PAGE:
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Why I studied Law – Amaechi

Amaechi
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Former Minister of Transportation, Rotimi Amaechi, has explained that he went back to school to study Law just to fulfill his father’s wish to be a lawyer.

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But the former governor of Rivers State, who hinted that he would go a step further by going to Law School to be called to bar, said he had no intention of practicing the profession even as he said he had started Masters in Corporate and Company Law at Kings College, London.

Speaking exclusively to Vanguard, Sunday, in Abuja, the frontline politician and chieftain of the ruling All Progressives Congress, APC, said contrary to claims in some quarters that he bought the Law degree certificate, he actually worked hard for it.

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He said throughout the time of the program, he was dedicated to his studies, disclosing further that even as a minister, he was always ahead of lecturers and students in punctuality, a development he disclosed, made the Baze University, where he attended to present him an award for being diligent and punctual.

He said going back to pursue a fresh degree in Law at the age of 57 was normal to him, saying he merely achieved what he had wanted a long time ago.

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He said: “Going back to obtain a Law degree at 57 is normal. I should have graduated a long time ago. When I hear people say I bought a degree, I just laugh. I laugh because until I started campaigning for presidency I never missed a class. So for three years and six months, I never missed a class. And I came before all the lecturers and I came before all the students.

“The school gave me an award for being diligent and punctual. I never failed any course work. But that’s not important, what is important is that I wrote all my course work in person, so they can’t say lecturers passed me.

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“And in Baze University, we don’t write matriculation numbers or our names, they give you a barcode which you place on the answer sheet. So when the teachers mark, they mark what is called blind marking and they can’t take it home.

They mark it there in the school, if they can’t finish, they leave it there and come back the next day. When they come the next day, they continue.

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And as they are marking, they mark with a barcode so they don’t know the name of the person or the matriculation number and I don’t think they are handwriting experts.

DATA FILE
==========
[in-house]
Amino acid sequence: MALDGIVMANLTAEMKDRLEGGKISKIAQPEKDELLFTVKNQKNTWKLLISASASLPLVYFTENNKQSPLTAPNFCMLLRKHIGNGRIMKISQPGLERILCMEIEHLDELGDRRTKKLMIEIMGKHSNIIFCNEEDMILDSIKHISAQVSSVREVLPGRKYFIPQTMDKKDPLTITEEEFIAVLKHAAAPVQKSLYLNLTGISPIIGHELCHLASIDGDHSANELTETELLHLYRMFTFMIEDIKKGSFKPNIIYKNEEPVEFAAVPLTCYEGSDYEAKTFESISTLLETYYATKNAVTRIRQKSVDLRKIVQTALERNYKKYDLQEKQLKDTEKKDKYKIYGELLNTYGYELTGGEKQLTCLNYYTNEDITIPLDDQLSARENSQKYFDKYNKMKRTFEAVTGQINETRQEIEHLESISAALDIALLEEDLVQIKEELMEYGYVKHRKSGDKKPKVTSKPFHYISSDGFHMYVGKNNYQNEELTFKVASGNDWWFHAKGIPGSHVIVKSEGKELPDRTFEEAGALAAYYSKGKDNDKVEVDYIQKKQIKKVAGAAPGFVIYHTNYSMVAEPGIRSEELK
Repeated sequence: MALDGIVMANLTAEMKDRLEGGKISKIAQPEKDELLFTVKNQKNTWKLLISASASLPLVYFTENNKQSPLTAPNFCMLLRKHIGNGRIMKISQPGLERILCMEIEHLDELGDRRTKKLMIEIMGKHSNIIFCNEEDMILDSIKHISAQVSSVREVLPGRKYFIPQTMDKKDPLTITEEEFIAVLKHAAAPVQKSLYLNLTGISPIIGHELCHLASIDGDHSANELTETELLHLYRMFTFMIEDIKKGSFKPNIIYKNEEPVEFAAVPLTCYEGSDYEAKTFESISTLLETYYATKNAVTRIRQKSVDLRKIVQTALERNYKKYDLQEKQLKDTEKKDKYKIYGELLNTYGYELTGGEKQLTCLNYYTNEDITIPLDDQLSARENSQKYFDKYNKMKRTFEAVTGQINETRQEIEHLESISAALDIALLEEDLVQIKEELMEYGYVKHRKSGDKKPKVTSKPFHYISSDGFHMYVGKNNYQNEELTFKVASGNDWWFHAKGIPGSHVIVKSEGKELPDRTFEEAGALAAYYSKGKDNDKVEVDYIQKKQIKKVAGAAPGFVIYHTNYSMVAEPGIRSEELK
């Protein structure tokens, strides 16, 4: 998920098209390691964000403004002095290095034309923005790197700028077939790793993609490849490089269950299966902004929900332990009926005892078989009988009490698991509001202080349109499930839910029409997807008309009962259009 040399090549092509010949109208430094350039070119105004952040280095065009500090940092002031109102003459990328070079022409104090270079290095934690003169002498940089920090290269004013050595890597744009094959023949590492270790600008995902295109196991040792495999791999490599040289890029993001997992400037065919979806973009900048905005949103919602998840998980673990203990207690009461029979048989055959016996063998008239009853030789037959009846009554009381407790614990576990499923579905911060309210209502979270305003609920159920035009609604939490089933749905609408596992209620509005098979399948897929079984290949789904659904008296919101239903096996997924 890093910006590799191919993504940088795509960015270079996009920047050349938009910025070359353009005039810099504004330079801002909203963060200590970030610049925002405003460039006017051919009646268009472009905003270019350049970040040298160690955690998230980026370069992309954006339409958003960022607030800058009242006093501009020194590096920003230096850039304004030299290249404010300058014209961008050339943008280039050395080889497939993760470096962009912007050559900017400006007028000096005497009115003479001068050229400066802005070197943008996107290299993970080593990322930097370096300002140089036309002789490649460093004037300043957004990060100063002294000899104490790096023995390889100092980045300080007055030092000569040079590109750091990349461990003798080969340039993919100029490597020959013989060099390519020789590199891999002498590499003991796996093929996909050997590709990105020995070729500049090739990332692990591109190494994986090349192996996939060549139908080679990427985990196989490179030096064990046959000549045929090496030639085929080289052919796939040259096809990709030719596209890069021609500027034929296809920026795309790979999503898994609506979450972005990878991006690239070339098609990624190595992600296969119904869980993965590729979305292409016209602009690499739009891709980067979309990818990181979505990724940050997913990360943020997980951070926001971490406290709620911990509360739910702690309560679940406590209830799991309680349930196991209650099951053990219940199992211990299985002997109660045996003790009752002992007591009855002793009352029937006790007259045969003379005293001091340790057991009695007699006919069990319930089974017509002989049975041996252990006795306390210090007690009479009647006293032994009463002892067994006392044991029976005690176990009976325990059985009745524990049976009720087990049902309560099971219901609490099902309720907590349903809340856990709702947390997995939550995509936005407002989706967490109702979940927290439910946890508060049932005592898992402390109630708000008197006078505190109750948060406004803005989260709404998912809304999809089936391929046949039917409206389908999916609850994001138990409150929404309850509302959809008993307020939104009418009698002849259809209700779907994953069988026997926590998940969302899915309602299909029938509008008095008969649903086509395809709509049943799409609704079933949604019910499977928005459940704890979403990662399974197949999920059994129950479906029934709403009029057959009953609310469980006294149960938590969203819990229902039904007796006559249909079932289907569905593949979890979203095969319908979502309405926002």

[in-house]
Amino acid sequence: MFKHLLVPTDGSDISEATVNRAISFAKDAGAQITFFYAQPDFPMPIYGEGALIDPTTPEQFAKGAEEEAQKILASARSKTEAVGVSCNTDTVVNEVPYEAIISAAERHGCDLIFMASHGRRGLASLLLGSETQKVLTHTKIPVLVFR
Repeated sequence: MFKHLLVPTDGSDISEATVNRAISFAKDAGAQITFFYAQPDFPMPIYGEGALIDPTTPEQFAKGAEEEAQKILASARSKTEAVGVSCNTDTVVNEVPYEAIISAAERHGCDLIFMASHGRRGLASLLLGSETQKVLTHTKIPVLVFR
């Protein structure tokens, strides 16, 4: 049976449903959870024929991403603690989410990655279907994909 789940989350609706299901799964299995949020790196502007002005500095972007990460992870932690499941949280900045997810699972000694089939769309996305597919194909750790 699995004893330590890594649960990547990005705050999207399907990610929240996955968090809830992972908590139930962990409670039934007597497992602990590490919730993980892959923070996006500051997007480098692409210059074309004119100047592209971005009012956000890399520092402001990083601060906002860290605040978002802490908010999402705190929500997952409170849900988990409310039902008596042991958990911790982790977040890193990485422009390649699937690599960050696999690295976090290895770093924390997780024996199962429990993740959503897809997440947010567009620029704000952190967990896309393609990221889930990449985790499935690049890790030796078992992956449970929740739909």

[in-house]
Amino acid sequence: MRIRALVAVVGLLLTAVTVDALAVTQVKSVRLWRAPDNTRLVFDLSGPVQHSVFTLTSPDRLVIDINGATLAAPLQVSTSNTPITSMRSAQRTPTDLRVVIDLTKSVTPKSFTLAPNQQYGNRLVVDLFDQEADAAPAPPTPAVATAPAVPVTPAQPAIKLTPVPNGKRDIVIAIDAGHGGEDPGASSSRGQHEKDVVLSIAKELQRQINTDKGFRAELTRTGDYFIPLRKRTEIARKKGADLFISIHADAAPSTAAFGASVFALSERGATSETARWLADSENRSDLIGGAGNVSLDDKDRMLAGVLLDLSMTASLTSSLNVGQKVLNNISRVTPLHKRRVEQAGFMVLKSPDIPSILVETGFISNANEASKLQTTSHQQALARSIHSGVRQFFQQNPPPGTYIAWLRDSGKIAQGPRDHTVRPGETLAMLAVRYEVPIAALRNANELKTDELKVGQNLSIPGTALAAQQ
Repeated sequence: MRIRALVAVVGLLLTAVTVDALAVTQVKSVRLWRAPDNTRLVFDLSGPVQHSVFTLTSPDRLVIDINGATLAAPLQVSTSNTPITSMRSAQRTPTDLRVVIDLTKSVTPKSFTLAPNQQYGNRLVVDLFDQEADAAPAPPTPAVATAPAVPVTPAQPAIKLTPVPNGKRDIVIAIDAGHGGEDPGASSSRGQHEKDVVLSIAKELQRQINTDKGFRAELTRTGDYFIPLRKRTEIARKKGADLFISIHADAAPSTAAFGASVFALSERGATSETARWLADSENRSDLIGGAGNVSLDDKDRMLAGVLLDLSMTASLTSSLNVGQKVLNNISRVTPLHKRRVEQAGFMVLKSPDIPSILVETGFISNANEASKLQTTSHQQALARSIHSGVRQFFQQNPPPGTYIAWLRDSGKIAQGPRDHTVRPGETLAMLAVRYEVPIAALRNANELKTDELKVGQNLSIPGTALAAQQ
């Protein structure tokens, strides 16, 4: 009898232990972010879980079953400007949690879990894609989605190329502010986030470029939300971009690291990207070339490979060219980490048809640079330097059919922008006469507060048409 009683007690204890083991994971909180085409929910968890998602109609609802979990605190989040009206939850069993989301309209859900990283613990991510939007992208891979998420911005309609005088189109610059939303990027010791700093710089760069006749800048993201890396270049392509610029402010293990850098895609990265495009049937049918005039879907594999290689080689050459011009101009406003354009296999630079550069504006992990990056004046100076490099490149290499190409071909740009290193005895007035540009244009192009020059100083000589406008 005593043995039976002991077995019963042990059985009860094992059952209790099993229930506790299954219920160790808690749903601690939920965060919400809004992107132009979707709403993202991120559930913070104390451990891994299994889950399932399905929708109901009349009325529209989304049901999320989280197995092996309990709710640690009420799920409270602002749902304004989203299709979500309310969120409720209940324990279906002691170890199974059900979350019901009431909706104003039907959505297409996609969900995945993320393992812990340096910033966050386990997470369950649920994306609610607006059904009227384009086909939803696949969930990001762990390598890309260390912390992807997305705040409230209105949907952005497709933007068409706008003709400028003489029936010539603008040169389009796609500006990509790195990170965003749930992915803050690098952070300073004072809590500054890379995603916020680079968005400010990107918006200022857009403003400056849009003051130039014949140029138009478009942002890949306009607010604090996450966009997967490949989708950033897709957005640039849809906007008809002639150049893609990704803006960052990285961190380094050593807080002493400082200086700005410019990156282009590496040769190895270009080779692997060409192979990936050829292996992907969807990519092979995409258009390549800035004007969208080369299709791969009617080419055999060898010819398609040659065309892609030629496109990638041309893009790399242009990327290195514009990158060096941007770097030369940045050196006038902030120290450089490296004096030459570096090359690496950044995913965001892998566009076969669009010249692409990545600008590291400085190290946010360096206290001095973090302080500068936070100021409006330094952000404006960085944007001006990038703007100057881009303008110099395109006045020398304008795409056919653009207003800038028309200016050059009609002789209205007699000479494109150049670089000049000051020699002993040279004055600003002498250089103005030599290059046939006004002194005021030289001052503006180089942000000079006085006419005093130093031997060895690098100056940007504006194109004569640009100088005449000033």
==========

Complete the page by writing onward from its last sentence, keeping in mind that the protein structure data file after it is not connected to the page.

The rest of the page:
“Let me give you an instance. I scored 69 percent in Jurisprudence which was a B grade. The person who taught me Jurisprudence was my supervisor in my long essay, I’m sure if he had known that it was me, he would have added me one percent to make it 70. The whole faculty was like “oh, no, he should have added you one percent to make it 70.”

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Asked about his inspiration to pursue the course, Chief Rotimi Amaechi explained: “First and foremost, it was to fulfill my father’s wish that I read Law. At least, I have satisfied his wish and he would have been happy if he was alive.

“He was in love with the work of Chief Rotimi Williams who was one of the best lawyers then and felt I should be like him.

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“When I got the admission, I started asking myself how would I cope with my work. I would go to school as early as 8 am and report to work by 6 pm. I would work from 6 pm to 11 pm and sometimes 11:30 pm then I go home. I did that on Mondays, Tuesdays, and Thursdays. Wednesdays were cabinet meetings. I worked Wednesdays and Fridays. “

Asked if he would go to Law School, he said: “Yes, I think so. I may go to Law School. I’m already doing a Masters degree in Corporate and Company Law at Kings College, London. I hope to combine it with Law School.

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“I don’t intend to practice but to have the knowledge of Law and the certificate.

“It is to help me not to make some mistakes. There is no excuse in law. So they are some things you can’t know except you read Law. “

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The former governor of Rivers State, while admitting that he refused to fund the establishment of Law School in the state while he held sway as the governor, faulted his successor for committing the state’s money to the project which he described as the federal government’s responsibility.